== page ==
Furthermore, Muslims are required to perform their five daily obligatory prayers. Some request to pray in the school offices; to do so, they must be covered without the shape of their bodies showing. One student wrote, "This shows how being unable to wear baggy clothes affects Muslims and our privacy. It prevents Muslims from exercising their Islamic faith."
The students also take issue with the disparity in the dress code's length of shorts for boys and girls. The dress code's rigid standards often make it challenging for girls to find shorts that comply with the long-length requirements, especially during warmer weather. The students advocate for a dress code that is more accommodating and mindful of all students' diverse experiences and fashion choices, regardless of gender.
The students' initiative to challenge the current dress code speaks to their commitment to creating an empowering school environment. They are not merely advocating for fairness, gender equality, and individuality; they are demanding an environment that respects their freedom of expression, a right protected under the landmark Supreme Court case, Tinker v. Des Moines. This case, often quoted in student rights discussions, affirmed that students do not "shed their constitutional rights to freedom of speech or expression at the schoolhouse gate."
The students' concerns, their commitment to change, and their vision for a more inclusive dress code that respects their freedom of expression echo the sentiments of the case of Tinker v. Des Moines. Just as Mary Beth Tinker, the individual advocating for free speech during the case, and her peers stood up for their right to free speech in 1969, these students are voicing their concerns and advocating for change in their school community.
Their letter to the school administration presents a compelling case for a more progressive and inclusive dress code. They suggest allowing baggy clothes to accommodate diverse cultural and religious practices and easing the stringent lengths of shorts requirements for greater comfort and freedom. They also propose eliminating any punitive measures associated with dress code violations. They believe these changes will foster a more inclusive and supportive environment that values their self-expression, celebrates their diverse identities, and empowers them to thrive academically and personally.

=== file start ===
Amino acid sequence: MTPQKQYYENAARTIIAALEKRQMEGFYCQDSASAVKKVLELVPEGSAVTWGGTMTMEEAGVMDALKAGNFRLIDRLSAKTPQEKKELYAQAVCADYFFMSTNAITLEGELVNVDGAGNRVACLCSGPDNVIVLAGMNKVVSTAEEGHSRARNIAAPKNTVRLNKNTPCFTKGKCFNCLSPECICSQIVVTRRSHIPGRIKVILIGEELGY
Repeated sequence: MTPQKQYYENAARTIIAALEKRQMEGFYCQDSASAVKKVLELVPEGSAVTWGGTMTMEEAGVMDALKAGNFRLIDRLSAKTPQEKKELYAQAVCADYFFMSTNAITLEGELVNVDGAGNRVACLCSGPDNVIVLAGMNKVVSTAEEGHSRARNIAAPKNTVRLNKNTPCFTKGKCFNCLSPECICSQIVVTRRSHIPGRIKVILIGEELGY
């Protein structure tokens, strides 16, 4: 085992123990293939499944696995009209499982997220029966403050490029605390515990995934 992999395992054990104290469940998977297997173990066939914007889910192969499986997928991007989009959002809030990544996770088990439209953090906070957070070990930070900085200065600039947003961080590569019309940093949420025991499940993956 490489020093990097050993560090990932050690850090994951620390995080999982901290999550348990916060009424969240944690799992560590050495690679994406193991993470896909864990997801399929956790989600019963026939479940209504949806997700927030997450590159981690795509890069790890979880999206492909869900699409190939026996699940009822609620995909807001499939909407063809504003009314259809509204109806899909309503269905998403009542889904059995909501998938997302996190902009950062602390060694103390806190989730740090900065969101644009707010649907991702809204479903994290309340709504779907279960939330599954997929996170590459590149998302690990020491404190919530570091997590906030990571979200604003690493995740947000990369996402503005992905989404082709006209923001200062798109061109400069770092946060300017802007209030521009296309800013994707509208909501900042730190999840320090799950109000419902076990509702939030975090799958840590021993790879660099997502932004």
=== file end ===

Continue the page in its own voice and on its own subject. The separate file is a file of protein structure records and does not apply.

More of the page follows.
Dr. Danny Robertozzi, superintendent of schools, responded, "Some concerns about our dress code policy did come to my attention recently. Since then, the Board of Education policy committee has decided to review the policy. In fact, the committee met today and included several students in order to get their input.
The policy committee has decided to continue this review, meet with more students, administrators, parents, and teachers, before making any recommendations for changes to the full Board of Education. The policy committee will also be reviewing disciplinary data related to our policy, although a cursory review has found that the infractions have been split almost evenly between males and females.
We are committed to ensuring that our policy is fair, reasonable, and in the best interest of our students. We want our policy to reflect our community’s values and support the success of our students."
The students' activism is a testament to their dedication to making their school a better place for everyone. In addition, it illustrates how they, as young Cliftonites, are not afraid to voice their concerns and advocate for change. Addressing issues such as the district dress code is initiating change for themselves and future generations of Clifton students.